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Students attend a flag-raising ceremony during the first day of the new semester in Wuhan, Hubei province, China, on 1 September 2021. (STR/AFP)

Parents and teachers brace themselves for China's new school year under the 'double reduction' policy

Since September, primary and secondary schools across China have started to implement the “double reduction” policy. Among other measures, primary one and two students no longer have written homework or paper-based exams, while primary three to six students will have their written homework load significantly reduced. These measures are changing up the education ecosystem with students, parents, tutoring companies, teachers and schools all having to adjust. At the back of everyone’s minds is the thought that the rules have changed but competition has not gone away. What are some of their concerns and how will they cope?
A woman walks past a store of German fashion house Hugo Boss in Beijing, China, 27 March 2021. (Thomas Peter/File Photo/Reuters)

China's crackdown on pretty boys and temple temptresses: Why are Chinese women feeling targeted?

The Chinese authorities are not just clamping down on celebrities for their excesses or “unhealthy’ fandoms, but setting the ground rules for media portrayals of gender norms of appearance and behaviour. In particular, the "effeminate aesthetics" of male celebrities and female influencers marketing themselves in Chinese temples have come under attack. But why are Chinese women feeling targeted? Are these necessary actions to moderate the internet economy or just signs of an over-the-top paternalistic bent?
A woman walks with an umbrella amid rainfall in Shanghai, China, 13 September 2021. (Aly Song/Reuters)

Why China needs to set its own house in order with a regulatory spurt

China has introduced a wave of strong regulatory moves on various industries over the past months, alarming international observers and causing jitters in the financial market. However, says academic Gu Qingyang, these moves could be necessary and might just set China in the right direction to face future challenges better.
A woman cries as she and other people gather at Evergrande's headquarters in Shenzhen, China, on 16 September 2021. (Noel Celis/AFP)

Will the Chinese government save Evergrande?

While retail investors and observers fear that Evergrande’s fall from grace will trigger a subprime mortgage crisis in China, the Chinese authorities seem quite comfortable letting Evergrande cover its own losses, despite the short-term instability foreseen. Han Yong Hong explains why.
The Alibaba Group signage is seen during the company's 11.11 Singles' Day global shopping festival at their headquarters in Hangzhou, Zhejiang province, China, 11 November 2020. (Aly Song/Reuters)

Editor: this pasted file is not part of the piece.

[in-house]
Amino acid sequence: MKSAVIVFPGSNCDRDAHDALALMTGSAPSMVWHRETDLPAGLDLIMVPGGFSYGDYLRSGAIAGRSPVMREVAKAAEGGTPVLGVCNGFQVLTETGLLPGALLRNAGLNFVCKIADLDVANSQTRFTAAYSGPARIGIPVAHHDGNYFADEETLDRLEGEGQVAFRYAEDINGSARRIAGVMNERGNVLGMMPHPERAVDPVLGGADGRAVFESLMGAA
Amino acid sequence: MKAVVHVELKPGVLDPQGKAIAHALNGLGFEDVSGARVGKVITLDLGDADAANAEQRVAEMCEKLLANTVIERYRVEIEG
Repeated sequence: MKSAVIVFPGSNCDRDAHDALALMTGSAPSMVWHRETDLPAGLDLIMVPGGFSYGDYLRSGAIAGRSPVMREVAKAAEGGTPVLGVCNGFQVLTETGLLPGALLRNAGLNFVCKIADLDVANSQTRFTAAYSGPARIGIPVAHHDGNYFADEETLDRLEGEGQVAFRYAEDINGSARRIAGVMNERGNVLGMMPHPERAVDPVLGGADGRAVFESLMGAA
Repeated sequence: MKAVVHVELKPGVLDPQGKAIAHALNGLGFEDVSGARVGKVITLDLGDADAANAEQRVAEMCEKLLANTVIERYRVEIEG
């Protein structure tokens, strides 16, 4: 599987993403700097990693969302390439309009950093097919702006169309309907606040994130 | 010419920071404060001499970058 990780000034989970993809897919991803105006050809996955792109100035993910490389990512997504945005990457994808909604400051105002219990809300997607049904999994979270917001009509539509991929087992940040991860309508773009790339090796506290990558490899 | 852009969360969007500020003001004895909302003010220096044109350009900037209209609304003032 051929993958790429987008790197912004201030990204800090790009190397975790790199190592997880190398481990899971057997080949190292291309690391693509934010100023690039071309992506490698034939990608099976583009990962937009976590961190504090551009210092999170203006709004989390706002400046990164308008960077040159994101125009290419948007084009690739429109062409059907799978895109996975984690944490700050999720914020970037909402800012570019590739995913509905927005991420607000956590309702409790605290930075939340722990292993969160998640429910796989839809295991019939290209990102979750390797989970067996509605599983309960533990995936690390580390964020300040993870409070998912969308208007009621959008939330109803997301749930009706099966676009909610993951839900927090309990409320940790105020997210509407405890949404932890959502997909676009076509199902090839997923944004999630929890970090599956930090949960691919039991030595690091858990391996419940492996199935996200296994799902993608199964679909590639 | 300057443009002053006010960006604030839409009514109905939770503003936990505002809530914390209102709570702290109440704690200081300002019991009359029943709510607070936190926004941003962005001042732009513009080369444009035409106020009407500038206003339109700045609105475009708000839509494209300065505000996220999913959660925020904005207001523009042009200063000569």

After reining in the tutoring sector, will the Chinese government target internet titans next?

With the Chinese government’s recent big crackdown on the education sector, some people are concerned that other internet platforms such as Alibaba and Meituan might be next. Technology specialist Yin Ruizhi explains why it is unlikely that Chinese internet titans will be hit as hard.
A young girl sits on her father's shoulders outside a shopping mall in Beijing, China, on 1 June 2021. (Nicolas Asfouri/AFP)

Building a moral and prosperous Chinese society: Prelude to a social revolution in China?

Following the Chinese government's crackdown on big capital, China has recently announced its ambition to achieve "common prosperity" and wealth redistribution, with a strong emphasis on fairer income and good morals across society. Chinese internet giant Tencent responded immediately by investing 50 billion RMB (S$10.5 billion) to help promote the new initiative. Zaobao associate editor Han Yong Hong asks: "Is this the prelude to a social revolution?"
Kris Wu arrives at the iHeartRadio Much Music Video Awards (MMVA) in Toronto, Ontario, Canada, 26 August 2018. (Mark Blinch/File Photo/Reuters)

Kris Wu’s downfall and the dark side of big capital

Kris Wu has been detained by the police in Beijing. His social media accounts are deleted from Chinese social media platforms, wiping out the star's online presence. While this is not the first time Wu is embroiled in sex scandals, it is the first time he is detained. Who are the benefactors and financial powers behind China's top celebrities like Wu? And what does this mean for China's crackdown on big capital?
A woman walks past a sign of the Financial Street in Beijing, China, 9 July 2021. (Tingshu Wang/Reuters)

Why China is cracking down on big capital

It is not new for the evils of capitalism to be criticised in China. But the recent crackdowns on whole sectors, be it tech, tuition centres, or online gaming, has businesses wondering what just hit them. Is this the state’s way of showing who’s boss, and how will China’s economic vibrance be affected?
Cryptocurrency representations are seen in front of an image of the Chinese flag in this illustration picture taken 2 June 2021. (Florence Lo/Reuters)

China’s crackdown on cryptocurrencies: Trade-offs between stability and innovation

China’s crackdown on cryptocurrencies has increased the volatility of the market, not least with bitcoin miners fleeing and the price of bitcoin plummeting. What are the reasons behind China’s regulatory clampdowns and will other countries follow suit?